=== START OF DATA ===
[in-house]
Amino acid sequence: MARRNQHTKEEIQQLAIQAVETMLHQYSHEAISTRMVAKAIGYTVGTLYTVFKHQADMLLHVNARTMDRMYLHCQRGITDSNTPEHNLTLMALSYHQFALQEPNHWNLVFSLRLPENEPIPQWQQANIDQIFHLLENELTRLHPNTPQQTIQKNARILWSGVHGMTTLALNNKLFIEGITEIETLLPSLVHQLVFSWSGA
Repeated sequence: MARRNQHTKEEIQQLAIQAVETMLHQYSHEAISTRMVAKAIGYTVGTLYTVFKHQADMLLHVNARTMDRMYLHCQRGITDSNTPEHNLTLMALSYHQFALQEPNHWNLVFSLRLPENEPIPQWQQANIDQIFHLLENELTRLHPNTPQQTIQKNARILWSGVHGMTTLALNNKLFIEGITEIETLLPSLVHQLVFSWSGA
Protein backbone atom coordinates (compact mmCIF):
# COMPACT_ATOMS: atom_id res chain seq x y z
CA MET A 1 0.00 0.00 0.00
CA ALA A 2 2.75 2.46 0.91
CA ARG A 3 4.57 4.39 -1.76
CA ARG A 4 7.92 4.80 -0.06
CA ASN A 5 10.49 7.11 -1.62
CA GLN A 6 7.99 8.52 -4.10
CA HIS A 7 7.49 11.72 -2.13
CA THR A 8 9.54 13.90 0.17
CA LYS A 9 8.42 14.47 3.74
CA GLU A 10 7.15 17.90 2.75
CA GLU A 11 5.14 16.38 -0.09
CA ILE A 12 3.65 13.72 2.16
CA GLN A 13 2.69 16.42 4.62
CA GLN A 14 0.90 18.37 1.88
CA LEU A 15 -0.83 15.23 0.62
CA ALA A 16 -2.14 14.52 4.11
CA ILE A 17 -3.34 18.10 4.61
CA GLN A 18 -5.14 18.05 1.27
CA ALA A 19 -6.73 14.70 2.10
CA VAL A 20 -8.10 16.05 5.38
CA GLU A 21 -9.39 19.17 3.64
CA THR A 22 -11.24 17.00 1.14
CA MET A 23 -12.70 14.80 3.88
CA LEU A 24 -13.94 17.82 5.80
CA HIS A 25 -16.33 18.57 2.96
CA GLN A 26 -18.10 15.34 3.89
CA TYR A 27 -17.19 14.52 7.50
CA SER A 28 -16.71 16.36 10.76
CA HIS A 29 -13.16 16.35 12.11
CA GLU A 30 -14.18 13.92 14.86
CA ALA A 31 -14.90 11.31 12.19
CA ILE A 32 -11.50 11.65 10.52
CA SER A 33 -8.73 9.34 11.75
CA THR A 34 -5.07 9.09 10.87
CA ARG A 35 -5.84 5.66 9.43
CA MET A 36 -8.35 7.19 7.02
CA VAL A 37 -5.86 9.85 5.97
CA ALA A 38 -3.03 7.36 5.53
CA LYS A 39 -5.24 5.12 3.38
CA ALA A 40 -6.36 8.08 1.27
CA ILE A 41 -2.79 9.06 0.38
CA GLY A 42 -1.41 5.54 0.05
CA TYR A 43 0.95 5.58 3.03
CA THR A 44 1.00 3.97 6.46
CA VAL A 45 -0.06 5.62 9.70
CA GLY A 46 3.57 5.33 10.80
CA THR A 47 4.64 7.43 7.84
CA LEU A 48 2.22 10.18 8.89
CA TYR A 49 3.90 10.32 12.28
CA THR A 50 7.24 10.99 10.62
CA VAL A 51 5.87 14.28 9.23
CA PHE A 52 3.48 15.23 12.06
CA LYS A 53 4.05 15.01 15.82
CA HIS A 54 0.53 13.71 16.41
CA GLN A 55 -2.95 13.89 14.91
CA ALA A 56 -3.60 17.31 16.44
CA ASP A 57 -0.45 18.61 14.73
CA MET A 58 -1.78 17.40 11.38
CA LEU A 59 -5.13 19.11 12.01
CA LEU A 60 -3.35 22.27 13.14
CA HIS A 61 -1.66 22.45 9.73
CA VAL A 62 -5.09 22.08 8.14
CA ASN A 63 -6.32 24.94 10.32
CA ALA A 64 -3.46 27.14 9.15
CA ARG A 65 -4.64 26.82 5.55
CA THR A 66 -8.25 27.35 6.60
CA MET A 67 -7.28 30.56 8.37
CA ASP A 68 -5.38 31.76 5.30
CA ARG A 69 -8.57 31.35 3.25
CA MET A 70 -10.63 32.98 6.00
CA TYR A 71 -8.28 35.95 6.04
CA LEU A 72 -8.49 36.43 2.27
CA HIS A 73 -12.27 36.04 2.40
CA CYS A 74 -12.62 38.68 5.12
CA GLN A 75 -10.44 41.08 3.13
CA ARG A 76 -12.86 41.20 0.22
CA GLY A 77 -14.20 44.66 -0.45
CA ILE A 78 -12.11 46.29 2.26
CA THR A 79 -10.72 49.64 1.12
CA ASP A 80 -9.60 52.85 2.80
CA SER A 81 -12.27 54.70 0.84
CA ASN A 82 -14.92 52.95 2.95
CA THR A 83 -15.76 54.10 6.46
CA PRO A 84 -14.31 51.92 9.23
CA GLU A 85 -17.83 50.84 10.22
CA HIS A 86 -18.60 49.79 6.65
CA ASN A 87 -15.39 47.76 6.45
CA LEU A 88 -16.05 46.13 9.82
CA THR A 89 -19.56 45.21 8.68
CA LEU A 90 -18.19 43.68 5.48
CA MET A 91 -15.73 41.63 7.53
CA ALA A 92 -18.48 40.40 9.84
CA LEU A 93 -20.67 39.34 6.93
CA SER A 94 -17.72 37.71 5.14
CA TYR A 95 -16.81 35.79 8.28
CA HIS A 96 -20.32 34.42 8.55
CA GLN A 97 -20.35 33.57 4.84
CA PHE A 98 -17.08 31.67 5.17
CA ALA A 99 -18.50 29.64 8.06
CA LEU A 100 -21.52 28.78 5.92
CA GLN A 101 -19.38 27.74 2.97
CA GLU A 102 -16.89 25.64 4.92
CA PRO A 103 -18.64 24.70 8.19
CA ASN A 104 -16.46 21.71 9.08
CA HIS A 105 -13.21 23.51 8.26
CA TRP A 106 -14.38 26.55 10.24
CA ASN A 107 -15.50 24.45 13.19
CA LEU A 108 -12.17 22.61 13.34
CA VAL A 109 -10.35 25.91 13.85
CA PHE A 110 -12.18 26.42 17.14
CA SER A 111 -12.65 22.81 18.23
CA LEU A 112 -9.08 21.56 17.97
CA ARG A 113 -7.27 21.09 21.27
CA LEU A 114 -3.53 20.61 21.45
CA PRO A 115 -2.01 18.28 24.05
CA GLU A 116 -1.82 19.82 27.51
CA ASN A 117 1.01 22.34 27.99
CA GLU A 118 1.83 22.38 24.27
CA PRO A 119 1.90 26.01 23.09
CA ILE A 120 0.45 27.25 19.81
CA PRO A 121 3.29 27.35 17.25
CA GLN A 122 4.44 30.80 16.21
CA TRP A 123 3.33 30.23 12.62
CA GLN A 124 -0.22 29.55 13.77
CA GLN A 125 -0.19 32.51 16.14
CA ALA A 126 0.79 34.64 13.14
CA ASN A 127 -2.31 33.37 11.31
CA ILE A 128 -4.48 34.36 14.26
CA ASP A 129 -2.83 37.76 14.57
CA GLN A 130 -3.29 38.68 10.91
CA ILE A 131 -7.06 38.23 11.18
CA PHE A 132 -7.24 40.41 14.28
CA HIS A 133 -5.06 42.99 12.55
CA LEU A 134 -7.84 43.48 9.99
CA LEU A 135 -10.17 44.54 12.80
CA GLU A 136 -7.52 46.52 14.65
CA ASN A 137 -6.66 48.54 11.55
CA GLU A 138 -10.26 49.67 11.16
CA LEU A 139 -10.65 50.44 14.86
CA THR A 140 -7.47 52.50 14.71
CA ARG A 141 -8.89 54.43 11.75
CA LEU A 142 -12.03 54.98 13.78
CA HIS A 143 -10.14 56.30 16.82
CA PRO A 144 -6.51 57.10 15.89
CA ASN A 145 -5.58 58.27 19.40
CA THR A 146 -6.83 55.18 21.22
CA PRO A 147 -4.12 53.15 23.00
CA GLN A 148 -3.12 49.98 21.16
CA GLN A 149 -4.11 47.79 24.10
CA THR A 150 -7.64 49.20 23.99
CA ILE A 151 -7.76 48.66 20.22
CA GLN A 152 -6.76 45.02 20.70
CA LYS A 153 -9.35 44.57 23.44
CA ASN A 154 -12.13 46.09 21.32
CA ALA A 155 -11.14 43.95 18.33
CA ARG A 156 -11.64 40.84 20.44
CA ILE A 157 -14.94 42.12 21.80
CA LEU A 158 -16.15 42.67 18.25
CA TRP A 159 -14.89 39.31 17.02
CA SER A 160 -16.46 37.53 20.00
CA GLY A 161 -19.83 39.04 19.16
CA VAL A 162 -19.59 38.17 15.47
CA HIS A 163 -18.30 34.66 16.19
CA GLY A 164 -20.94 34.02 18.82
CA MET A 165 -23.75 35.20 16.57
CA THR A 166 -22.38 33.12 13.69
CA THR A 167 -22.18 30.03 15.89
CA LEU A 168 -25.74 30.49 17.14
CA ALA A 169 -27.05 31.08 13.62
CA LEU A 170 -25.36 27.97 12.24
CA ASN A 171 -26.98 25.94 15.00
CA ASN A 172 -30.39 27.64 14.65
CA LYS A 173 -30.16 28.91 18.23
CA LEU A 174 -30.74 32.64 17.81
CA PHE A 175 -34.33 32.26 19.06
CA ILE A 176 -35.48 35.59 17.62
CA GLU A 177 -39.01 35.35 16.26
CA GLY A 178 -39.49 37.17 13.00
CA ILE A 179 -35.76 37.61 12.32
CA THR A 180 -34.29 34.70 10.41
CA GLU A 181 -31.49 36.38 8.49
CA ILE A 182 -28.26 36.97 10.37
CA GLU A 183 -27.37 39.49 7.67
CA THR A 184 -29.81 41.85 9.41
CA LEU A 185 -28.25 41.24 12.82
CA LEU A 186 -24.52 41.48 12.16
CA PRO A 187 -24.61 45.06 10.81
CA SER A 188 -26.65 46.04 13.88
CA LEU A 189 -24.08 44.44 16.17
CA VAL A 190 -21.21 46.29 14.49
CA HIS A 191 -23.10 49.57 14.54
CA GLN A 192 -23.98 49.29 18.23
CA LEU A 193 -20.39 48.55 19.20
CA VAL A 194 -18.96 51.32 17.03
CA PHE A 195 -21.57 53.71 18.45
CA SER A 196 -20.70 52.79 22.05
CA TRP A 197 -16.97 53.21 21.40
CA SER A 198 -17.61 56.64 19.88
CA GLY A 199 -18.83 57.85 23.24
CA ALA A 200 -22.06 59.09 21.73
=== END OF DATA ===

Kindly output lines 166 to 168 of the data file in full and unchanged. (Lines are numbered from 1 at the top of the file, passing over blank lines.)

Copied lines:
CA GLY A 161 -19.83 39.04 19.16
CA VAL A 162 -19.59 38.17 15.47
CA HIS A 163 -18.30 34.66 16.19